Feeds

Wireless in the spotlight at CeBIT

Set fair for Hanover

  • alert
  • submit to reddit

Choosing a cloud hosting partner with confidence

CeBIT logo Visitors to this year's CeBIT trade fair have been greeted by an array of technological marvels, and wireless firms seem be generating the greatest buzz. The annual week-long event in Hanover, Germany, which this year is expected to draw some 500,000 attendees, has been dominated by cutting-edge wireless technologies and gadgets, with a 7-megpixel digital camera phone from Samsung grabbing the most headlines. The firm demonstrated the SCH-V770 CDMA phone at the event, offering mobile operators and consumers a handset capable of better quality photographs than many pure-play digital cameras can deliver.

Meanwhile, the German arm of UK-based mobile operator O2 has signed up to a wireless music downloading service developed by Nokia with Loudeye. First announced at the 3GSM World Congress last month, the music downloading service marks the latest effort by the industry to get into the music business. Sony Ericsson is also keen to get in on the wireless music action, previewing its W800 "Walkman" digital music player phone, which was officially launched at 3GSM in February. Not to be outdone, Nokia trumpeted its 6021 and 6030 models in Hanover, both of which have the ability to download and play music.

With 3G (UMTS) technology now a common offering among European and US mobile phone operators, many handset makers are coming to market with new 3G phones. One such company is Siemens, which is showing off its FXG75 at CeBIT, a device that will sell for about €500 when it launches at the end of the year.

Likewise, Motorola is at CeBIT with its V1150 clamshell 3G phone, which comes with a 2-megapixel camera and removable optional transflash memory. Meanwhile, the Motorola V1050, a 3G phone designed for Vodafone, comes with an MP3 player, removable transflash memory and a 1.23-megapixel video camera.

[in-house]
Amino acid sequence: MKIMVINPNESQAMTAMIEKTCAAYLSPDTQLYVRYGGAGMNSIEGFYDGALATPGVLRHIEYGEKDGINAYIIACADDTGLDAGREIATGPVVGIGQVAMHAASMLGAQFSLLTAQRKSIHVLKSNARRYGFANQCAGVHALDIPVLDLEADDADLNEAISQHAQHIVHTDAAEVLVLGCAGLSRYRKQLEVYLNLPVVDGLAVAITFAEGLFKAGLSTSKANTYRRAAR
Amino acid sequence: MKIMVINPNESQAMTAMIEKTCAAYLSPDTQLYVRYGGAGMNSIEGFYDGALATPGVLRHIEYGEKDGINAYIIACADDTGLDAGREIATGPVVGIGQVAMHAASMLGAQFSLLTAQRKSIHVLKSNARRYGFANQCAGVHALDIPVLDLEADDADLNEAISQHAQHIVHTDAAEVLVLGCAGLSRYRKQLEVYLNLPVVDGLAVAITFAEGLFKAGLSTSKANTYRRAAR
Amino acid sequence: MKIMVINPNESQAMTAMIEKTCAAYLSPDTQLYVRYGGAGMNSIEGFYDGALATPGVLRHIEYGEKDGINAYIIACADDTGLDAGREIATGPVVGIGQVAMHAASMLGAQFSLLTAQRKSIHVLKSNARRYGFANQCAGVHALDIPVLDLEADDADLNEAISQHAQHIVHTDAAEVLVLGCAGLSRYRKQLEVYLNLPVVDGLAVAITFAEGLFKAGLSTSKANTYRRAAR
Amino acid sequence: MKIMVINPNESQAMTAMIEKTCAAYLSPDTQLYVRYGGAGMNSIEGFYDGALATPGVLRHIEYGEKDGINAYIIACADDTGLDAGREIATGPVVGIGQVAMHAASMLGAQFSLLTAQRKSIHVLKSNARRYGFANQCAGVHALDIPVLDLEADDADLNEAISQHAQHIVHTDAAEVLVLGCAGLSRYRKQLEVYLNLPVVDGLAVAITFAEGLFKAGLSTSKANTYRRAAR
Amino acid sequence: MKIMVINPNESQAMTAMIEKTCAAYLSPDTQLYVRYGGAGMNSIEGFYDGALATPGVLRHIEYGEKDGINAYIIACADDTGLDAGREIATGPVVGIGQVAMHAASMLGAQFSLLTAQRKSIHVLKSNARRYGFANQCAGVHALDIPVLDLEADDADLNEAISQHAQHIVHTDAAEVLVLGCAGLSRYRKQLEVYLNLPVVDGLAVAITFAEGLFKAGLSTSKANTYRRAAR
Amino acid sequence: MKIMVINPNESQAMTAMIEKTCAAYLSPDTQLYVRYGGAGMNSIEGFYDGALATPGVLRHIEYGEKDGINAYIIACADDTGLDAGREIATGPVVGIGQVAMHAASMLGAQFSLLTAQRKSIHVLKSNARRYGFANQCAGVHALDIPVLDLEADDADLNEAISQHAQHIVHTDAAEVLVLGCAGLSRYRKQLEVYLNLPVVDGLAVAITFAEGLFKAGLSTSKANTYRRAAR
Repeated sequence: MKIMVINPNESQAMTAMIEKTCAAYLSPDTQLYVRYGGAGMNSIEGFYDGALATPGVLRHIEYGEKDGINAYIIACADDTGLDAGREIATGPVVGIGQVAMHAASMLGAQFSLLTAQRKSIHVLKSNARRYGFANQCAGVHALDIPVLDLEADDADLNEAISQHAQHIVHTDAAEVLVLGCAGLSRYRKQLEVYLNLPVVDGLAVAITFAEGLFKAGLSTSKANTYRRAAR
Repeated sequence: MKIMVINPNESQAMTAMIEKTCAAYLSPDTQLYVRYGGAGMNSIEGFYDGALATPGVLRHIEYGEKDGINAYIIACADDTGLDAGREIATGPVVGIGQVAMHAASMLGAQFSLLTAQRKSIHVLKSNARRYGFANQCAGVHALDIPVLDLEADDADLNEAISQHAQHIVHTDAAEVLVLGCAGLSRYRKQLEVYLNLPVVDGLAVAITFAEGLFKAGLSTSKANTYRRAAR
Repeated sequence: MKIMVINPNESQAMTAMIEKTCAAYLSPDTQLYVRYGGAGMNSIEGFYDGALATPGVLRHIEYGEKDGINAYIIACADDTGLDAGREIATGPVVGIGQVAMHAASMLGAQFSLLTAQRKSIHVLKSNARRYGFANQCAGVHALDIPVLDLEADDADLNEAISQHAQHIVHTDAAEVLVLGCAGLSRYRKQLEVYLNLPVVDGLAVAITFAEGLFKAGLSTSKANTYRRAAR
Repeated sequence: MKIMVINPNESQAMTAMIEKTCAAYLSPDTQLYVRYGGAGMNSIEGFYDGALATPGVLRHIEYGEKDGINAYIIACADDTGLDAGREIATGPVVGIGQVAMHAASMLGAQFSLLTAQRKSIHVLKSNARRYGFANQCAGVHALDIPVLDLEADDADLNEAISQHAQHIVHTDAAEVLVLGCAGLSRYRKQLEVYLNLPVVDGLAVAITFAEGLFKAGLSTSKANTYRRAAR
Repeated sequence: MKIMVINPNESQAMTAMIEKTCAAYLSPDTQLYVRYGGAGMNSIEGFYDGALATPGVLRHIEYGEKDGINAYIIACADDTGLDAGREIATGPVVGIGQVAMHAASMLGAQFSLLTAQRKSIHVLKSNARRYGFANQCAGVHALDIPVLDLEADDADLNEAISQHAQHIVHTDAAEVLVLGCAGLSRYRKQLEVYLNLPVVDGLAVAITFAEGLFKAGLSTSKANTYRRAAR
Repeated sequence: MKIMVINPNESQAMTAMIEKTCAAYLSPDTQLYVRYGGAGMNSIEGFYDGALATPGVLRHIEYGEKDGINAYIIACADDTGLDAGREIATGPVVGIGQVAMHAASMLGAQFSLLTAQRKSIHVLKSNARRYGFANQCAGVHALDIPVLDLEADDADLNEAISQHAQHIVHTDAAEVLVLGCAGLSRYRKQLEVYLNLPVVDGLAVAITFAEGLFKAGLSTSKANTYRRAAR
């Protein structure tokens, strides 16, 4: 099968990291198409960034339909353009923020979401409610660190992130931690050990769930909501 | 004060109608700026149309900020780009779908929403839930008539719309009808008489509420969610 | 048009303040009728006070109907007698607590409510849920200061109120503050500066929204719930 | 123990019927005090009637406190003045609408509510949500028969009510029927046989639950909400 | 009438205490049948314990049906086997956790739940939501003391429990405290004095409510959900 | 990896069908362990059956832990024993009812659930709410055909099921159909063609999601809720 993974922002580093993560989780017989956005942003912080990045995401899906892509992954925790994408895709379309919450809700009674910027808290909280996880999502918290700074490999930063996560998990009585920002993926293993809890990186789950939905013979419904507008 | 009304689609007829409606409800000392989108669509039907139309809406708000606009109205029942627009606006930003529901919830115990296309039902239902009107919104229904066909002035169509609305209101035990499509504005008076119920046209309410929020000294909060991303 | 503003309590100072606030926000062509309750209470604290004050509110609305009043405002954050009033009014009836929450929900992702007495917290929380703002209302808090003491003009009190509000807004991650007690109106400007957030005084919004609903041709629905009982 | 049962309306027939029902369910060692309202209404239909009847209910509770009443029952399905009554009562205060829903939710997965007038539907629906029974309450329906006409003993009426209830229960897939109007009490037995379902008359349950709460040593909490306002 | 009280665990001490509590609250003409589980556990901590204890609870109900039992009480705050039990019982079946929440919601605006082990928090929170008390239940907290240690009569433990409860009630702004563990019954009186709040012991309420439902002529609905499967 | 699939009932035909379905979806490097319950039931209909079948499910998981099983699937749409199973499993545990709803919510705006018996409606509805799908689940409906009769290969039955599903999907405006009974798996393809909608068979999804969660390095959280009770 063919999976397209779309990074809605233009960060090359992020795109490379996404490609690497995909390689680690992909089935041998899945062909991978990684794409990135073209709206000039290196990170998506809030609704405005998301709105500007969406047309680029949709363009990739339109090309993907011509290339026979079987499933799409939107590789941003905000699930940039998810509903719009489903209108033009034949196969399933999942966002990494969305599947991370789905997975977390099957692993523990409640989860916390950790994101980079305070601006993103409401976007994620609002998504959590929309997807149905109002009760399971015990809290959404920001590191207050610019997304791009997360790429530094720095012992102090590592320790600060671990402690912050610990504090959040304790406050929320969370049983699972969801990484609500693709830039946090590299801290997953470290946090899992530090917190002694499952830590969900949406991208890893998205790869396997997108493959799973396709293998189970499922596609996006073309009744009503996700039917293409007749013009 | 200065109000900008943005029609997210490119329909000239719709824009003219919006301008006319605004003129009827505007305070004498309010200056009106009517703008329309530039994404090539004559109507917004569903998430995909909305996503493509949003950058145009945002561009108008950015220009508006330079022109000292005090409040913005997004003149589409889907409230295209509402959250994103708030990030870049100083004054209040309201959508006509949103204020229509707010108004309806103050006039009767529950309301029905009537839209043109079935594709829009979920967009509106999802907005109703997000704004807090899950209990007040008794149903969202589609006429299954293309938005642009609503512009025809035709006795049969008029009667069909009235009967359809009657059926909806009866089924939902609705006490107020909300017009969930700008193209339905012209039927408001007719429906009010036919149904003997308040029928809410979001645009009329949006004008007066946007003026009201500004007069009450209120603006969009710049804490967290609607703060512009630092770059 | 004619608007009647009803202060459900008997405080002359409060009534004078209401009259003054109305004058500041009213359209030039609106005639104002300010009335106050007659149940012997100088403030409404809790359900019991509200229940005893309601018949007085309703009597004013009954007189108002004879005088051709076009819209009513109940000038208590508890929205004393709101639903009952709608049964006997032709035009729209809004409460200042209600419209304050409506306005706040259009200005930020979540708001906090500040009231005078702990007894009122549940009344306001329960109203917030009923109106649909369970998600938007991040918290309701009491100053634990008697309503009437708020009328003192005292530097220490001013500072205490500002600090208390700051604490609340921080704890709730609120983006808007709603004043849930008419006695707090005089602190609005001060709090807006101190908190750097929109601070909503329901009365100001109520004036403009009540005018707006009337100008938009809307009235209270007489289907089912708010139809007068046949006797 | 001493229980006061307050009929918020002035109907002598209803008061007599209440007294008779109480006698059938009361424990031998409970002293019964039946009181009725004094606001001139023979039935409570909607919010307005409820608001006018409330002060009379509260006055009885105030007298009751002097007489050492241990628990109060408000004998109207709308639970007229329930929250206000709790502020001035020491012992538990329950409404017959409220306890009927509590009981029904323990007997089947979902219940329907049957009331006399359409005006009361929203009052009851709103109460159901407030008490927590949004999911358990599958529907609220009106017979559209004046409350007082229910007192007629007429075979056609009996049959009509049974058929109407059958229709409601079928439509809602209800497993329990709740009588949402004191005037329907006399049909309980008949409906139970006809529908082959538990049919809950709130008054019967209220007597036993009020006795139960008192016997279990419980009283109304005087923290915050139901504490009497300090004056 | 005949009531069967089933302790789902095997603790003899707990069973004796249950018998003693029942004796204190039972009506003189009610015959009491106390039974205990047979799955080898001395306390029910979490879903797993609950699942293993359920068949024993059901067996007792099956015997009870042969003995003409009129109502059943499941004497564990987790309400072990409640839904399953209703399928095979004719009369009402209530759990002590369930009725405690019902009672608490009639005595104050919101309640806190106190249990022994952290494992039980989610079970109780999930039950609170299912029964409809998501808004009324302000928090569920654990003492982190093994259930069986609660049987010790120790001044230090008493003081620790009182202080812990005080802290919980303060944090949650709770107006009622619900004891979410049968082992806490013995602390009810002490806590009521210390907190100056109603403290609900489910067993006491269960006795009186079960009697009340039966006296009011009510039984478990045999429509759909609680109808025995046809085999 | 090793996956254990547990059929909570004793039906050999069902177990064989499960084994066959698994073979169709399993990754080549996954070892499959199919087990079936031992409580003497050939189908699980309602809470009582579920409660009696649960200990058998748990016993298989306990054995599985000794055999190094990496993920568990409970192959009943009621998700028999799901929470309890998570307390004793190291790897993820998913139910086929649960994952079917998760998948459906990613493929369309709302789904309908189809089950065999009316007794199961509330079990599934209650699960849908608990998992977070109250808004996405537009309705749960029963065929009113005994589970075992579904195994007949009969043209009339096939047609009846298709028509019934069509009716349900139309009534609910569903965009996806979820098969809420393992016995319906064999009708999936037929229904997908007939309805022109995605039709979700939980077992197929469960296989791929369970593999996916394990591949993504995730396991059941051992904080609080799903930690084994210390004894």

On the network side, equipment maker Lucent noted at the fair that it had signed 14 contracts worth an estimated $200m with European wireless telecoms. Deutsche Telekom, Telecom Italia, TP, Colt Telecommunications, Telefonica Moviles, Enterprise Digital Architects, Czech Radio and CenterTelecom were among the firms that inked agreements with Lucent.

"We are at the beginning of a fundamental shift not only in the way networks operate, but also in the way people are accessing and using those networks. In Europe, for instance, we are seeing increased demand for such applications as home networking, IP-video and online gaming, as well as increased interest in using the latest innovations to improve productivity," said Patricia Russo, Lucent Technologies chairman and CEO. "As a result, many European carriers are investing in new technologies and services that will help them expand and enhance their current networks and offerings."

© ENN

Related stories

Siemens ungags talking SMS
Vodafone preps 3G, Wi-Fi palmtop smart phone
Who needs 3G? 'Son of DAB' unleashes TV for phones

Providing a secure and efficient Helpdesk

More from The Register

next story
Crouching tiger, FAST ASLEEP dragon: Smugglers can't shift iPhone 6s
China's grey market reports 'sluggish' sales of Apple mobe
Sea-Me-We 5 construction starts
New sub cable to go live 2016
EE coughs to BROKEN data usage metrics BLUNDER that short-changes customers
Carrier apologises for 'inflated' measurements cockup
Comcast: Help, help, FCC. Netflix and pals are EXTORTIONISTS
The others guys are being mean so therefore ... monopoly all good, yeah?
Surprise: if you work from home you need the Internet
Buffer-rage sends Aussies out to experience road rage
EE buys 58 Phones 4u stores for £2.5m after picking over carcass
Operator says it will safeguard 359 jobs, plans lick of paint
MOST iPhone strokers SPURN iOS 8: iOS 7 'un-updatening' in 5...4...
Guess they don't like our battery-draining update?
prev story

Whitepapers

Providing a secure and efficient Helpdesk
A single remote control platform for user support is be key to providing an efficient helpdesk. Retain full control over the way in which screen and keystroke data is transmitted.
Intelligent flash storage arrays
Tegile Intelligent Storage Arrays with IntelliFlash helps IT boost storage utilization and effciency while delivering unmatched storage savings and performance.
Beginner's guide to SSL certificates
De-mystify the technology involved and give you the information you need to make the best decision when considering your online security options.
Security for virtualized datacentres
Legacy security solutions are inefficient due to the architectural differences between physical and virtual environments.
Secure remote control for conventional and virtual desktops
Balancing user privacy and privileged access, in accordance with compliance frameworks and legislation. Evaluating any potential remote control choice.